Back in 2006, The Kooks’ debut, Inside In/Inside Out, could easily be described as the sound of a generation. Almost every track on that record holds a special place in the hearts of many and when the band play their smash, sell out show at the Brighton Centre tonight, they’ve more than proven why they’re deserving of such a high status.
Kicking things off are DMA’s, a group who are also relishing in the limelight at the moment. Their chilled out ambience and summery vibes are divine. The Sydney group definitely have a sizeable number of audience members here for their set as chants begin to ring through the venue’s pit. The band are definitely a group who play the ‘cool’ card and, whilst there is little movement or crowd engagement during their set, their sound is so strong that it more than does them justice. Tracks such as ‘Step Up The Morphine’ and ‘Lay Down’ receive a bellowing response and have put many in a terrific mood for what is yet to follow.
The electricity is already flowing as the stage time gets closer, chants of the Brighton football anthem ricochet through the crowd. As the lights drop, the opening riff of ‘Eddie’s Gun’ unleashes utter hell onto the Centre. The entire room is bouncing, chanting and revelling in the sweetened, upbeat guitar licks. Frontman, Luke Pritchard, is spellbinding. His innate ability to hype up the crowd and perform the most dexterous of guitar work is remarkable to say the least and keeps the entire room fixated on the stunning performance.
Being a home town show, there is little to no need to ask for the audience’s approval and the room seem clung to every word. Unsurprisingly, the majority of tonight’s set is complied of tracks from Inside In/Inside Out and, despite being written over a decade ago, every song still packs as much punch as it did back then. ‘She Moves In Her Own Way’ and the simply divine ‘Matchbox’ demonstrate the pinnacles of the band’s talents from all aspects. Luke’s vocals are strong, the guitar stronger, but the bass work is especially exemplary, adding such a level of inherent funk to the evening that it’s no surprise the crowd can’t stop dancing along.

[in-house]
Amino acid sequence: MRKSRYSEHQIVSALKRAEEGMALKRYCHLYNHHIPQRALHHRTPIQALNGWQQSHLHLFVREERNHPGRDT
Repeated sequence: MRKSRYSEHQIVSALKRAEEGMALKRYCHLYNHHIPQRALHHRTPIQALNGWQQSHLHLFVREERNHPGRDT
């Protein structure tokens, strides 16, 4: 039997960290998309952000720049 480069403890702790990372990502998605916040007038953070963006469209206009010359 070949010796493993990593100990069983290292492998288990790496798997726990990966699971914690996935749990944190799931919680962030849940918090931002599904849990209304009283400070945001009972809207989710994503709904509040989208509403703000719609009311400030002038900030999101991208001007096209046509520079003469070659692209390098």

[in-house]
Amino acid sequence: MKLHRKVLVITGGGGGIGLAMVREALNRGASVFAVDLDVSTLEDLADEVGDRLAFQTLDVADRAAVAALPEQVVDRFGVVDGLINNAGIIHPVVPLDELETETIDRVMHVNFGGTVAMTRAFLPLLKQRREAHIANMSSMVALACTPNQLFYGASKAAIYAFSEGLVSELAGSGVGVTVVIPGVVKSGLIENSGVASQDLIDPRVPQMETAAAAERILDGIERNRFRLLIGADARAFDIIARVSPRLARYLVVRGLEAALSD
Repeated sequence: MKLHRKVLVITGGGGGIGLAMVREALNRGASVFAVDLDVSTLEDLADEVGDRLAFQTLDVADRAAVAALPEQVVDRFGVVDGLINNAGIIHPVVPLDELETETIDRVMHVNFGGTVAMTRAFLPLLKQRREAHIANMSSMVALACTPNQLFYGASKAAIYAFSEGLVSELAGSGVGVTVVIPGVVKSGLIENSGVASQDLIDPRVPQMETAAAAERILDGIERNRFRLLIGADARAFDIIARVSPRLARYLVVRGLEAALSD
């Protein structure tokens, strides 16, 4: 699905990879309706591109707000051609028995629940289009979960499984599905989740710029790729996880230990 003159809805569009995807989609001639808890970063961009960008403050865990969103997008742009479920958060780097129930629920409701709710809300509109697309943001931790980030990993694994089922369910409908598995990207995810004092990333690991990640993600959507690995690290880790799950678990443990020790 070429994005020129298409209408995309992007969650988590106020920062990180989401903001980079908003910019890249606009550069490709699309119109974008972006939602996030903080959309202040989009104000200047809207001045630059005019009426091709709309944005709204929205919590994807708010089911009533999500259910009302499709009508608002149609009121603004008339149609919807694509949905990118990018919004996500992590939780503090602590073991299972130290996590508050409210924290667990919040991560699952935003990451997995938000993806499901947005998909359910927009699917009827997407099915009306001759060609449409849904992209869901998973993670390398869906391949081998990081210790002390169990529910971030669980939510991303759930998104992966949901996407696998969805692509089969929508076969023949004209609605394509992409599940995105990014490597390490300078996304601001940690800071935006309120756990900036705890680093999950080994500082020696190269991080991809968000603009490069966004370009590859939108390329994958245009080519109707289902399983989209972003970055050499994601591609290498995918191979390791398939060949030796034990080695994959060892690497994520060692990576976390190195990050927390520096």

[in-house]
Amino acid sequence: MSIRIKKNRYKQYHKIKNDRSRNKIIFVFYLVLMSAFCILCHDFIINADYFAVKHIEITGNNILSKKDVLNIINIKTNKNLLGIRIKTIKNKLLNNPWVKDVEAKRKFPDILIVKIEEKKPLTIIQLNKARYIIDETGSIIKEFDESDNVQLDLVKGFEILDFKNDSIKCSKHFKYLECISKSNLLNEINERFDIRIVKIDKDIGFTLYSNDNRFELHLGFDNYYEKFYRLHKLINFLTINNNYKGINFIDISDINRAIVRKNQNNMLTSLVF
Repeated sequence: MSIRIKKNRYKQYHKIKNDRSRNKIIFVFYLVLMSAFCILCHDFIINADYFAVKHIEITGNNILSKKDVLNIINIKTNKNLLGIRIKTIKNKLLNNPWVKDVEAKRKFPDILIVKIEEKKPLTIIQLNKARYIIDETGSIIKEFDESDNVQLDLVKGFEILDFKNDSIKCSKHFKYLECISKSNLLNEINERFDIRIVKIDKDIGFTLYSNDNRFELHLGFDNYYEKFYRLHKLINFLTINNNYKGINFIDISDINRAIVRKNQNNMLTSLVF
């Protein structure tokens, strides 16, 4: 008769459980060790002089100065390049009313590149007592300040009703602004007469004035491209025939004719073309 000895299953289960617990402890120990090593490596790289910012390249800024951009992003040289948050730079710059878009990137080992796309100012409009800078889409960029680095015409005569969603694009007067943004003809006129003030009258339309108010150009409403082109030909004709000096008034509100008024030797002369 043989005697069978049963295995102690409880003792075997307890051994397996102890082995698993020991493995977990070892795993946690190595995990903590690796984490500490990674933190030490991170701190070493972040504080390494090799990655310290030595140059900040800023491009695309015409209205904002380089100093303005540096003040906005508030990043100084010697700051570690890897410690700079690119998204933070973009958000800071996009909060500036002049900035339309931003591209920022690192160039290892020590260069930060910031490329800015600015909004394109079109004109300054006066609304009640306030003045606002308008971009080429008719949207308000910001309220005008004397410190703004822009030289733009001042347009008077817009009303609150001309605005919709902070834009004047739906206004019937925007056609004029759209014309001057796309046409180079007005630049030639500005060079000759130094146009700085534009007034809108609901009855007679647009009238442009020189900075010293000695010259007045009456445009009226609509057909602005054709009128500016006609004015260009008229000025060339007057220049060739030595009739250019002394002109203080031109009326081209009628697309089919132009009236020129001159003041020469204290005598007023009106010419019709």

The quick addition of an acoustic session in the middle of the set does nicely break up the pacing of the evening and allowed for yet another dynamic to come forth. The slower material allowed for some nicely picked instrumentals from guitarist Hugh Harris and generated a far more intimate feeling to the sold out evening. Don’t get too comfortable, however, as the band quickly thrust back into the fully sized hits.
Tonight’s encore is all rather predictable, ‘Seaside’, ‘Around Town’ and of course, ‘Naive’. Luke playfully incorporates these with, “I think we might have missed a few!” All three songs receive easily (and understandably) the largest response of the evening, as the crowd easily dwarf the quiet vocals of ‘Seaside’. Meanwhile, the anthem that is ’Naive’ makes for possibly the rowdiest moment of any gig I’ve seen this year, as the entire room of almost 5,000 people are jumping and chanting along in unison.
In short, The Kooks are a breathtaking band. They have skilfully mastered the divine formula of short and sweet songs which have stood the test of time. The slick, tropical melodies are easily capable of bringing a smile to anyone and are what ‘indie’ music is all about. The entire band look like they’ve had a great time playing tonight and the crowd certainly look the same, the warming atmosphere created tonight has shown how much of a dedicated community one album can build and has solidified The Kooks as the Brightonian icons they are.